Re-named Muirchu from 1923
During the 1916 Rising ,the Irish Volunteers entrenched themselves in many buildings,the British decided to use artillery to root them out.
From Wednesday on, Liberty Hall, the GPO and other buildings in Sackville Street came under artillery and incendiary ﬁre, mostly from the gunboat Helga at anchor in the Liﬀey. The Imperial Hotel located over Clery’s department store, across the street from the GPO, was one of the ﬁrst buildings to be set on ﬁre; soon most buildings between that and the Liﬀey were in ﬂames. Connolly had naively believed that the British would not use artillery in city areas because as capitalists they would be reluctant to destroy property (National Library of Ireland)
The National Graves Association said in 2003: “On April 23, 1916, some 150 insurgents took over the GPO in Dublin and the men and women fought without pause or sleep for five days and nights.
“Ravaged by sniper fire, machine guns, nine-pound guns from Trinity College and 18-pound shells from the gunboat the Helga, the insurgents were forced to abandon the GPO and set up headquarters in 16 Moore Street.”
Their main firepower was provided by the gunboat Helga and field artillery (namely 18 pounder artillery guns,IVCO) summoned from their garrison at Athlone which they positioned on the north side of the city at Prussia Street, Phibsborough and the Cabra road. These guns shelled large parts of the city throughout the week and burned much of it down. (The first building shelled was Liberty Hall, which ironically had been abandoned since the beginning of the Rising.) Interestingly the Helga’s guns had to stop firing as the elevation necessary to fire over the railway bridge meant that her shells were endangering the Viceregal Lodge in Phoenix Park,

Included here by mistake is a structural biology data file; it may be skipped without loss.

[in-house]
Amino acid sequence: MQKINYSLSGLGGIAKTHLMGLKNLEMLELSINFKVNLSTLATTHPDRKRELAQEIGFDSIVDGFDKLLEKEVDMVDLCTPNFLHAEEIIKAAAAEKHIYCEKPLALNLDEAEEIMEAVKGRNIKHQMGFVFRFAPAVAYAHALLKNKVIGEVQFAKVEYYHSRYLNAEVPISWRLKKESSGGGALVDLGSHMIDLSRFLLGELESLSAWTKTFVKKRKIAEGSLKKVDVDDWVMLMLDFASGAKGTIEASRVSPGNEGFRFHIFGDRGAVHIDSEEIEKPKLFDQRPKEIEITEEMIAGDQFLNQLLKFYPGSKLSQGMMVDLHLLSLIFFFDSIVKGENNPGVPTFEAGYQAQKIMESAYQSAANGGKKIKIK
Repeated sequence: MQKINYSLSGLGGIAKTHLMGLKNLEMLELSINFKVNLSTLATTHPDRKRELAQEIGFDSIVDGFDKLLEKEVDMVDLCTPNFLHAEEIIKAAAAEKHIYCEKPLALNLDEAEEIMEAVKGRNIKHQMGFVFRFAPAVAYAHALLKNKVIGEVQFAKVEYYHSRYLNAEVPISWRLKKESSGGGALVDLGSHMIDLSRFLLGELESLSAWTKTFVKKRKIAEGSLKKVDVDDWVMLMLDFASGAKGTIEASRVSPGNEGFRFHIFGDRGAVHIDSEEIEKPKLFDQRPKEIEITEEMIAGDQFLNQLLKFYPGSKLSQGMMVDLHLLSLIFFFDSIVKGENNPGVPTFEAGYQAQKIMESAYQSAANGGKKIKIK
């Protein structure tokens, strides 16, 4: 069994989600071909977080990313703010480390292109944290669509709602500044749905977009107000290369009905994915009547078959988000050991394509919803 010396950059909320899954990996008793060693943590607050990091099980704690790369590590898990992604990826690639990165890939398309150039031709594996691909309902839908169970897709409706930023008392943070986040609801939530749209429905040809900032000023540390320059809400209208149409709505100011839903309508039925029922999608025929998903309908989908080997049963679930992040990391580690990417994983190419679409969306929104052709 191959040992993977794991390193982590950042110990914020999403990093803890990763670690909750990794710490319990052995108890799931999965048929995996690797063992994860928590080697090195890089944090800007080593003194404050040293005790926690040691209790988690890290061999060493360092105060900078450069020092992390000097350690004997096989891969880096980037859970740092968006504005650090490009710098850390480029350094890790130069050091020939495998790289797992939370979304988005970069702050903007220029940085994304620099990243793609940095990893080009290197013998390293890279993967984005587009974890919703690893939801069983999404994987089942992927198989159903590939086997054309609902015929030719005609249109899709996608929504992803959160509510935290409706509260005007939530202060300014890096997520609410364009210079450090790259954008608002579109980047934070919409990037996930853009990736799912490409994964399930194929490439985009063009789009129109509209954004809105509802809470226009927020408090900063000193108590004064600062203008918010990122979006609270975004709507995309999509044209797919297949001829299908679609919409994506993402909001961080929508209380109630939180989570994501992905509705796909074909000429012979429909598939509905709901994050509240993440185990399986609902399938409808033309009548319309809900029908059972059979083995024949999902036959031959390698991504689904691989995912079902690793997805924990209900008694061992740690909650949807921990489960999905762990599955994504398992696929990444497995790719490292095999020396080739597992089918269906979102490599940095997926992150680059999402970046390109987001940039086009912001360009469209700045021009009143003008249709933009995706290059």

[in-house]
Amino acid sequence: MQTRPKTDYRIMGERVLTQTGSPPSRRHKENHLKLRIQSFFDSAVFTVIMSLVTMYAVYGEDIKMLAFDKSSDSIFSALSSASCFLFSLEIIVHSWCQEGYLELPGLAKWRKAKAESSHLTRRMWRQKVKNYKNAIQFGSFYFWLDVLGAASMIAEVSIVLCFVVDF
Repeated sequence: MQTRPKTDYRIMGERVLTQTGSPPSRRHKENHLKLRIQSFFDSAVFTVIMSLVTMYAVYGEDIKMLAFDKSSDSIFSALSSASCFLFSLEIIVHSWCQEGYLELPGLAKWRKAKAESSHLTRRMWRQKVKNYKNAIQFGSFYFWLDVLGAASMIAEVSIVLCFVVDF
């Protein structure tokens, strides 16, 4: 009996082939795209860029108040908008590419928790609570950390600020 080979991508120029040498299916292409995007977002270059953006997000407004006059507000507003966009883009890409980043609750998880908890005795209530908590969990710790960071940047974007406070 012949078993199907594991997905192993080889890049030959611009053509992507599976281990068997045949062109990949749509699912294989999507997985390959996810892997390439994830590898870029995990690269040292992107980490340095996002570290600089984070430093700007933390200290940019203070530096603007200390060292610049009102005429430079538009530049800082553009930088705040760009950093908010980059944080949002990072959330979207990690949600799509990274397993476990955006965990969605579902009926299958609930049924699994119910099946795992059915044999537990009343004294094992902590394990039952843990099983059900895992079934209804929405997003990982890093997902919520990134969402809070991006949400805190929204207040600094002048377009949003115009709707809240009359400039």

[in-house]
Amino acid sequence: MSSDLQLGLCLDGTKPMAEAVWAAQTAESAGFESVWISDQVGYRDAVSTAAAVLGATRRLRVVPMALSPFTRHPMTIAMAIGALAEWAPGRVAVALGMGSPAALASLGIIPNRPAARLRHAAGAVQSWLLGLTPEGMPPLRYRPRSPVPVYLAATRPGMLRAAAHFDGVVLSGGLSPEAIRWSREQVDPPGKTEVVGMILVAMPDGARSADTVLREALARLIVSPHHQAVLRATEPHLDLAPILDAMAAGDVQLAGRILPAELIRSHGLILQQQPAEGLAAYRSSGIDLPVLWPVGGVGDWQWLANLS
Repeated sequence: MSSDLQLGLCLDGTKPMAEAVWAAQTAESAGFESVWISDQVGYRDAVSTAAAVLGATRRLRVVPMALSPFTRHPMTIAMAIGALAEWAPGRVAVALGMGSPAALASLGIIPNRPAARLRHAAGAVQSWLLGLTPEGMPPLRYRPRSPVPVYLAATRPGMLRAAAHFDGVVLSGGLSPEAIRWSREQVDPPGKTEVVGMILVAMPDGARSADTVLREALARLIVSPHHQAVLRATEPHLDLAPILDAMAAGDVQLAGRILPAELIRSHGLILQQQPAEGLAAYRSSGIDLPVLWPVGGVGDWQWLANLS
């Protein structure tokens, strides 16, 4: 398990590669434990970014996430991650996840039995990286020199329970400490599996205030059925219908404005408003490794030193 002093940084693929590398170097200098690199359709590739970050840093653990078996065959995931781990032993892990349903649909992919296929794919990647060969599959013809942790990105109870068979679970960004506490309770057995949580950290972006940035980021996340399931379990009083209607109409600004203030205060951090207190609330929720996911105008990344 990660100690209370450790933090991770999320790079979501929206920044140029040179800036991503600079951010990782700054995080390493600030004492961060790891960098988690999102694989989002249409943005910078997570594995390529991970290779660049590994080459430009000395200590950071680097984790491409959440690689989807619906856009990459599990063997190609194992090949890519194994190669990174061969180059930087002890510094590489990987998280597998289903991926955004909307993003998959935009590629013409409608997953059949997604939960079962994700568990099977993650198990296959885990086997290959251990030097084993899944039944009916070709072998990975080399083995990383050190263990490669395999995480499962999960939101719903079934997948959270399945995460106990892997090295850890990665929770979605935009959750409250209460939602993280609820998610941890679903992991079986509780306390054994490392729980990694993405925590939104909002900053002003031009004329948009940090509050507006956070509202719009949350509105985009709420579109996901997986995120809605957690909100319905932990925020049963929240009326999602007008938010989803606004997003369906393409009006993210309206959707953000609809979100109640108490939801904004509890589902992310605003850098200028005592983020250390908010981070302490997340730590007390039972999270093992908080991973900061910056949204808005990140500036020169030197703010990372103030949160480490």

The Helga (Muirchu)
The Helga ll alias “Muirchu” was built in Liffey Dockyard in 1908 as a fishery protection cruiser and was named “Helga II”. She was then under control of the Department of Agriculture and Technical Instruction (Ireland) until she was taken over by the Admiralty in March 1915 when she became officially described as “H.M.Y. Helga”, an armed steam yacht. At this time the “II” was dropped from her name and she served as an anti-submarine patrol vessel as well as undertaking escort duty in the Irish Sea. In April 1918 she was credited with the sinking of a submarine off the Isle of Man and for the remainder of her career she carried a star on her funnel as an award for this achievement.
In October of the same year the “Leinster” was torpedoed off the Kish and six hundred passengers were lost. The “Helga” was fuelling in Dun Laoghaire at the time and managed to rescue ninety of the passengers. Perhaps it was for her shelling of Liberty Hall in April 1916 that the “Helga” is best known. She was later used to transport Black and Tans around the coast when many of the roads in Ireland were rendered impassable by Irish forces in the War of Independence. Eventually the “Helga” was handed over to the Irish Free State in August 1923 and was renamed “Muirchu”. She thus became one of the first ships in the newly established Irish Navy.
However, in the following year the vessel was returned to the Department of Agriculture and Fisheries to carry on her task of fishery protection. It was not until the actual day on which the Second World War was declared that the Marine and Coast-watching Service was again established and on 12th December, 1939 the “Muirchu” was taken over by this Service from the Department of Agriculture and Fisheries. It is of particular interest to note that Colonel Lawlor was appointed Commanding Officer of the Service in January, 1940.
The Marine Service became a permanent part of the Defence Forces in 1946 and thus was established the “third” Irish Navy. In the following year the “Muirchu” was sold to Hammond Lane Foundry, and while on passage to Dublin on the 8th May, 1947 she sank off the Saltee Islands but not before her entire crew got safely off the historic old ship.